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"Pounding" mochi in a Kitchenaid mixer


_john
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As much as I would like to have a traditional granite mortar and a wooden pestle and the backyard to put it in and the friends with free time to help, I don't. I do, however, have a Kitchenaid.

Rinse then soak the rice for a least 3 hours, overnight if you have the insight. Steam it for about 20 minutes or until the rice loses it's opaque center and becomes a uniform texture. In my Kitchenaid Pro 600 I must cook at least 2 gou, or 300ml of dry rice, for it to work effectively. After the rice has finished steaming transfer it to the bowl of the KA and attach the dough hook. Start on speed 2 and move to speed 4 when it gets smoother. It usually takes about 10 minutes for the mochi to reach the consistency I like. If the consistency is too firm you can add hot water little by little. If it is too soft you may need to adjust your soaking time or cooking method. If you would to mix it for a longer time I recommend fitting a bowl of hot water underneath the mixing bowl, although it is a little tricky to maneuver (place the bowl first and then pour the water from a kettle).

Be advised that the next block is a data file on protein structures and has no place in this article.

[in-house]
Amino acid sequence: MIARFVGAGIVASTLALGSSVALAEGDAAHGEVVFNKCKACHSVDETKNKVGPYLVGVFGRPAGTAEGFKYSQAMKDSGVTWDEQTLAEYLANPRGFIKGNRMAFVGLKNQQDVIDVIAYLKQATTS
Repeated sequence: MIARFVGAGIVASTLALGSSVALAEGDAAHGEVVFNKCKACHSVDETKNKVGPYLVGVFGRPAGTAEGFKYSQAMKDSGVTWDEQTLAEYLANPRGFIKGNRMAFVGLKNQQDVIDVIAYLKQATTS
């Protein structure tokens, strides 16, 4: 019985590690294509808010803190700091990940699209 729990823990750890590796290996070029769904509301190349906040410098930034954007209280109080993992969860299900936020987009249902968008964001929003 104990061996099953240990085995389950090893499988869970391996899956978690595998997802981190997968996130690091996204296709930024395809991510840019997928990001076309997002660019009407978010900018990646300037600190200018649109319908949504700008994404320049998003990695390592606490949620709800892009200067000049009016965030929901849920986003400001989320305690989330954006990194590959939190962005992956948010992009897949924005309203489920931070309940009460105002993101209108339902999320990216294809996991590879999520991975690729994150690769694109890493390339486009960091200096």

Eat it warm as you like, work it into sweets, or let it cool and freeze it for roasting later.

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  • 2 months later...

New Years means mochi, so we gave this a whirl this weekend with excellent results. I soaked 2 gou in water overnight, rinsed it thoroughly, and dumped it in the rice cooker. I added water up to the 2-gou line and cooked it on the regular cycle. About 10 minutes after it was done, I transferred it to the mixer (5qt lift bowl) with the paddle and beat it on medium-high speed till it was smooth. No need for the dough hook for me. It came out a little softer than perfect (I like it a bit chewy--this was simply soft), but the $6/5lb bag will give me plenty of experiments for half of what a sheet of fresh mochi costs in the store.

Edited by emannths (log)
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